The days of parents having to stringently watch over their children and ensure that they avoid food they are allergic to may be over, thanks to a new clinical treatment available at the National University Hospital (NUH).
Spearheaded by Dr Soh Jian Yi, a consultant at NUH’s division of paediatric allergy, immunology and rheumatology, the Food Oral Immunotherapy (FOI) programme uses allergen immunotherapy, which is said to help the body’s immune system to tolerate increasing amounts of allergens.
Simply put, throughout the course of the programme, children who are allergic to a specific food will be able to build up a tolerance towards it. At the end, the child should be able to consume these foods (up to a reasonable amount) without severe reactions.
To date, the programme (which was started in August 2015) has successfully treated five children who have shown allergic reactions to peanuts, with another 14 still undergoing the programme for peanut allergies and one child for milk allergies. The full programme takes six to 12 months to complete, according to Dr Soh and the hospital will be rolling out the FOI programme for tree nuts and eggs within the first half of 2017. NUH is also carrying out research to cater to children who have shellfish allergies.
Who is the programme for?
At the moment, the programme is available for children ages five to 16. Children who are younger are not recommended for the FOI programme and when they are below five, they have a chance of outgrowing their allergies. They would also be less able to express any discomfort they may have while doing the treatment.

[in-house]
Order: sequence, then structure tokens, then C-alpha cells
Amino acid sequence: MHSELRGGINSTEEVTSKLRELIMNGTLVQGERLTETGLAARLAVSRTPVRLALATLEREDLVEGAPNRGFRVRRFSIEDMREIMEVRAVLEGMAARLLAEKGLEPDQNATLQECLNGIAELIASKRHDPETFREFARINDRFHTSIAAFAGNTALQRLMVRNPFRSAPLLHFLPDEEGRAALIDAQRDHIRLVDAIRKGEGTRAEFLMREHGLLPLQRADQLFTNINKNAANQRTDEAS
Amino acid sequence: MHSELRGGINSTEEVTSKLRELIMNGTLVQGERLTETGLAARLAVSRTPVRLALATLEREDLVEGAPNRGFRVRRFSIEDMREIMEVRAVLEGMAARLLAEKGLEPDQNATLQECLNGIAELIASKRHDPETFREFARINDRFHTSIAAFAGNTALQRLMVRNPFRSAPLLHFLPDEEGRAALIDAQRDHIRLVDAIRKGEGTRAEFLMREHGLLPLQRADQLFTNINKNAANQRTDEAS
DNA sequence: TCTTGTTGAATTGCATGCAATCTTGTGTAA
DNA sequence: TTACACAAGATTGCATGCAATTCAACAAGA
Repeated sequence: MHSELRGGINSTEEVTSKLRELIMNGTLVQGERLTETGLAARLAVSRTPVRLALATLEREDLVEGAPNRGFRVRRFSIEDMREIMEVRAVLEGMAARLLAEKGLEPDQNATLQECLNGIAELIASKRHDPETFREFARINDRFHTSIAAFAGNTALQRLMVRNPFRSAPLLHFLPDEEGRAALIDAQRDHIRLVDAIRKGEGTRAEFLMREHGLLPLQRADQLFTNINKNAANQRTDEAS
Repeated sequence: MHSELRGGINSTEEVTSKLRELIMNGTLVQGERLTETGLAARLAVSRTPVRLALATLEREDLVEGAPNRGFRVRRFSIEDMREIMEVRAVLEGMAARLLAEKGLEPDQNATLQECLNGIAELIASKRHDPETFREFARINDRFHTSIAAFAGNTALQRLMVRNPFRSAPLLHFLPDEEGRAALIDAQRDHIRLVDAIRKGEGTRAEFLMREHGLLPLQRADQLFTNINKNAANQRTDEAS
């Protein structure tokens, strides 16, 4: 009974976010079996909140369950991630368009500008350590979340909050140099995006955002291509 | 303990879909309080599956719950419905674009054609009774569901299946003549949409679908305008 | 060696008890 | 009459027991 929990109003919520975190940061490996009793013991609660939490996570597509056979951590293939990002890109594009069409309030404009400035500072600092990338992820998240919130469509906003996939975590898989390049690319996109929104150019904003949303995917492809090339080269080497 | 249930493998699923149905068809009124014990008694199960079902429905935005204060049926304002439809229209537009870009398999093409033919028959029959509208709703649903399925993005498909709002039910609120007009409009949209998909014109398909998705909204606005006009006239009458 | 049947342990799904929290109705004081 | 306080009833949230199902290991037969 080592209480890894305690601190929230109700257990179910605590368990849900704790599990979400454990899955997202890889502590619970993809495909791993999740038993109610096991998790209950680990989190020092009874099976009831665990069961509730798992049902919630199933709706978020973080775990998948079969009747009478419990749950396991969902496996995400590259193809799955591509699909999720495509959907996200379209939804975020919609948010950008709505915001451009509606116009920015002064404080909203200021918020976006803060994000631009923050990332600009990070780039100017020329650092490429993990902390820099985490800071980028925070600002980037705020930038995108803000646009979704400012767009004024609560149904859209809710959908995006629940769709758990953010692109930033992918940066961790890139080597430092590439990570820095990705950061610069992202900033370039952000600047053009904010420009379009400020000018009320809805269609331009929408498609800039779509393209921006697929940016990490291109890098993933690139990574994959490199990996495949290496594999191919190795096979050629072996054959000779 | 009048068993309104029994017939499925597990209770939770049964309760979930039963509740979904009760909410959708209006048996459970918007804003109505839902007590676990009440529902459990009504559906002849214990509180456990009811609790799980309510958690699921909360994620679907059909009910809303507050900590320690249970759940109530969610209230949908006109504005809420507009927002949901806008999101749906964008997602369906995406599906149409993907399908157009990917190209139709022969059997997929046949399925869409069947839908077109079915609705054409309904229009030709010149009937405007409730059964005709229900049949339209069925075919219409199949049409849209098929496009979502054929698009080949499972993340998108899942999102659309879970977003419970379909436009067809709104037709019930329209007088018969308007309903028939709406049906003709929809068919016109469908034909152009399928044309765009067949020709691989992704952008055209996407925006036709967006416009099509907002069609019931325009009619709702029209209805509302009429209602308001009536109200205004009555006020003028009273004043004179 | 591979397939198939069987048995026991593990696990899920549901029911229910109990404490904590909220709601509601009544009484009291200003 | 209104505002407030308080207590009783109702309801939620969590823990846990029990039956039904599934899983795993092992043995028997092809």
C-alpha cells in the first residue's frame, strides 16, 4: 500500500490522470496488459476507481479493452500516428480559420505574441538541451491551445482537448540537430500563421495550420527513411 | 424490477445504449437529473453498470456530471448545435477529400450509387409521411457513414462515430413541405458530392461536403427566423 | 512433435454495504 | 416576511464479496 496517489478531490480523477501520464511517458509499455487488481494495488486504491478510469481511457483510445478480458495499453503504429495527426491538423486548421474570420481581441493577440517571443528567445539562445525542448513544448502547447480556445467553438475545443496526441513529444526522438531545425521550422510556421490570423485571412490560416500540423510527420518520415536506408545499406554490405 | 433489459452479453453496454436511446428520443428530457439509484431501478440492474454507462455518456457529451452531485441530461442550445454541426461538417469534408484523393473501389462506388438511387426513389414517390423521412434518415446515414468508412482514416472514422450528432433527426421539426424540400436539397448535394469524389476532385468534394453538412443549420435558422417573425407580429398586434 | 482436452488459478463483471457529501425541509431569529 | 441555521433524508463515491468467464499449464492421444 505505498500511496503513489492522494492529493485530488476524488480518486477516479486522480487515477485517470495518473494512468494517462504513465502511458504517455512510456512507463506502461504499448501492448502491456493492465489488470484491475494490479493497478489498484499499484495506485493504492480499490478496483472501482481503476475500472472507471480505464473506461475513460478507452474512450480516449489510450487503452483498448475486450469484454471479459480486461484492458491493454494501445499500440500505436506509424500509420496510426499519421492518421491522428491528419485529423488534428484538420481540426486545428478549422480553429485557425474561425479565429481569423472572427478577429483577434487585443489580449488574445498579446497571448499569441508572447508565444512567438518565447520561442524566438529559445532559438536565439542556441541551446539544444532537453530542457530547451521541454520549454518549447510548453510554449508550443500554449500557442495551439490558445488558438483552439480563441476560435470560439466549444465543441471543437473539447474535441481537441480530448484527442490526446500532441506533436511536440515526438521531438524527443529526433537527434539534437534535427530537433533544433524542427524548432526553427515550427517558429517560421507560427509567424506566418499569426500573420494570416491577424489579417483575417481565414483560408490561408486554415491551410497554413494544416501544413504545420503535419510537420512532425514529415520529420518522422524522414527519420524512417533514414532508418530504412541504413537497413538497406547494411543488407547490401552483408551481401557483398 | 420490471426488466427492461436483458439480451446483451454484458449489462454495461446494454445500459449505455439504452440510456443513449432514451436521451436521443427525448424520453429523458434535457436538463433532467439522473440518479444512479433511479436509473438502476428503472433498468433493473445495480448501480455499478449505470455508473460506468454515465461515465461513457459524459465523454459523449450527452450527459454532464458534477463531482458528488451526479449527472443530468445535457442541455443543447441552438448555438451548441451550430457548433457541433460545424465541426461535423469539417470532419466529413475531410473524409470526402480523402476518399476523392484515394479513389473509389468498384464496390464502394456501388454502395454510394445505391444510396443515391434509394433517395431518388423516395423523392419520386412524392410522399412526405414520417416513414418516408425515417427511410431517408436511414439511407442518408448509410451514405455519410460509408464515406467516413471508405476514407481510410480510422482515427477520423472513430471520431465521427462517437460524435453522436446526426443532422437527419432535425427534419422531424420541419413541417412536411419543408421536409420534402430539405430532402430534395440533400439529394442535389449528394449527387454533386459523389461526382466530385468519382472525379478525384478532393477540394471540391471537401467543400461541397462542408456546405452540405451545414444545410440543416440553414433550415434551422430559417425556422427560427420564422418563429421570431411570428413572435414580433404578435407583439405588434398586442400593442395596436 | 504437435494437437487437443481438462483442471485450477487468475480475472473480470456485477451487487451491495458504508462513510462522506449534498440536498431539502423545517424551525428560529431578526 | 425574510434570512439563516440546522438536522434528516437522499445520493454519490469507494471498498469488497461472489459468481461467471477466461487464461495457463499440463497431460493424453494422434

What takes place during the programme?
For children who are allergic to peanuts, after an initial test to determine the amount of peanuts (measured in milligrams) a child can consume before having adverse reactions, a fixed amount of the allergen will be administered to the child, who will then be observed for two hours to ensure that there are no adverse reactions. Parents will then be tasked to administer the same amount of the peanuts daily to their child. The amount of peanuts will be increased with each subsequent visit to the doctor, until the child is able to consume a good amount of peanuts without having any bad reactions to it.
Tng Shih Kai, who is one of the first few patients to successfully complete the programme, was unable to even patronise food stalls that sold food with nuts in it. Now the 13-year-old can consume ten peanuts, or one-and-a-half mini mars bars without any worries.
This is a relief for his parents who no longer need to pore through the menus for items with peanuts when they eat out or worry that he may accidentally consume peanuts while outside without them. Shih Kai will still have to consume about 10 peanuts twice a week to maintain his ability to consume peanuts without adverse reactions, but it’s not difficult for him to meet, especially since he has discovered the wonders of satay sauce.
Other than helping the child, parents are also relieved of the psychological burden of constantly being on the alert and checking labels and food that is consumed outside the home, shares Dr Soh.
The costs for the full treatment ranges from S$5,000 to S$9,000 (before subsidies), and patients and an accompanying family member will have to commit to going for treatment once a fortnight for a two hour duration.
If you would like to find out more about the Food Oral Immunotherapy programme or make an appointment for your child who has peanut or milk allergies, call +65 6772 2002 to make an appointment at the National University Hospital.